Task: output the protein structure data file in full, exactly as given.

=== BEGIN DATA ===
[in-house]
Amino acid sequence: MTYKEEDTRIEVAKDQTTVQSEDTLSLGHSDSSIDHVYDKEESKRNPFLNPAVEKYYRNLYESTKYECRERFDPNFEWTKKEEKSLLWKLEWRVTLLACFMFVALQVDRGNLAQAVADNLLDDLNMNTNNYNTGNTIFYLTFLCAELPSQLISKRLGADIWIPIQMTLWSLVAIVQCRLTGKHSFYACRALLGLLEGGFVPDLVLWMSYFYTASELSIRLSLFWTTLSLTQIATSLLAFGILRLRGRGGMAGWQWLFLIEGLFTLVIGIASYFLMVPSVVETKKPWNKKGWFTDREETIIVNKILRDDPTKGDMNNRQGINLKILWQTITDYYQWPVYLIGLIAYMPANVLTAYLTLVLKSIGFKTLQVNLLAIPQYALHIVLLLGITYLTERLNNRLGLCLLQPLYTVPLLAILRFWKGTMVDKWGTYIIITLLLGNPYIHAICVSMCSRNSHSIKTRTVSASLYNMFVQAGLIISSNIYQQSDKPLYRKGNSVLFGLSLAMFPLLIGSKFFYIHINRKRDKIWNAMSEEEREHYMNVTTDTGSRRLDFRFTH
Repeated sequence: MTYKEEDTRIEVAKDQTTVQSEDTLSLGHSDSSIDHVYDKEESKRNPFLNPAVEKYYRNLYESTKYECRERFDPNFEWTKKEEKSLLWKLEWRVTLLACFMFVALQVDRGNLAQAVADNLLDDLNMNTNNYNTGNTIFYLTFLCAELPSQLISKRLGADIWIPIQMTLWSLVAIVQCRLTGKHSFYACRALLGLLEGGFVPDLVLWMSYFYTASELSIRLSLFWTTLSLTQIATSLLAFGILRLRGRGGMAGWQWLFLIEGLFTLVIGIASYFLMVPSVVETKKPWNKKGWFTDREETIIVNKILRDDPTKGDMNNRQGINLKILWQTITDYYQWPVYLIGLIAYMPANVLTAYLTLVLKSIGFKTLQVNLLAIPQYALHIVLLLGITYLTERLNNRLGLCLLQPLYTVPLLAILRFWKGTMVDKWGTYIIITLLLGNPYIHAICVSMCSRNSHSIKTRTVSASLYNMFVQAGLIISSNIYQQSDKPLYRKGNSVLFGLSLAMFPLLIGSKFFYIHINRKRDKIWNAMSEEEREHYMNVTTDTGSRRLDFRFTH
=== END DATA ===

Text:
[in-house]
Amino acid sequence: MTYKEEDTRIEVAKDQTTVQSEDTLSLGHSDSSIDHVYDKEESKRNPFLNPAVEKYYRNLYESTKYECRERFDPNFEWTKKEEKSLLWKLEWRVTLLACFMFVALQVDRGNLAQAVADNLLDDLNMNTNNYNTGNTIFYLTFLCAELPSQLISKRLGADIWIPIQMTLWSLVAIVQCRLTGKHSFYACRALLGLLEGGFVPDLVLWMSYFYTASELSIRLSLFWTTLSLTQIATSLLAFGILRLRGRGGMAGWQWLFLIEGLFTLVIGIASYFLMVPSVVETKKPWNKKGWFTDREETIIVNKILRDDPTKGDMNNRQGINLKILWQTITDYYQWPVYLIGLIAYMPANVLTAYLTLVLKSIGFKTLQVNLLAIPQYALHIVLLLGITYLTERLNNRLGLCLLQPLYTVPLLAILRFWKGTMVDKWGTYIIITLLLGNPYIHAICVSMCSRNSHSIKTRTVSASLYNMFVQAGLIISSNIYQQSDKPLYRKGNSVLFGLSLAMFPLLIGSKFFYIHINRKRDKIWNAMSEEEREHYMNVTTDTGSRRLDFRFTH
Repeated sequence: MTYKEEDTRIEVAKDQTTVQSEDTLSLGHSDSSIDHVYDKEESKRNPFLNPAVEKYYRNLYESTKYECRERFDPNFEWTKKEEKSLLWKLEWRVTLLACFMFVALQVDRGNLAQAVADNLLDDLNMNTNNYNTGNTIFYLTFLCAELPSQLISKRLGADIWIPIQMTLWSLVAIVQCRLTGKHSFYACRALLGLLEGGFVPDLVLWMSYFYTASELSIRLSLFWTTLSLTQIATSLLAFGILRLRGRGGMAGWQWLFLIEGLFTLVIGIASYFLMVPSVVETKKPWNKKGWFTDREETIIVNKILRDDPTKGDMNNRQGINLKILWQTITDYYQWPVYLIGLIAYMPANVLTAYLTLVLKSIGFKTLQVNLLAIPQYALHIVLLLGITYLTERLNNRLGLCLLQPLYTVPLLAILRFWKGTMVDKWGTYIIITLLLGNPYIHAICVSMCSRNSHSIKTRTVSASLYNMFVQAGLIISSNIYQQSDKPLYRKGNSVLFGLSLAMFPLLIGSKFFYIHINRKRDKIWNAMSEEEREHYMNVTTDTGSRRLDFRFTH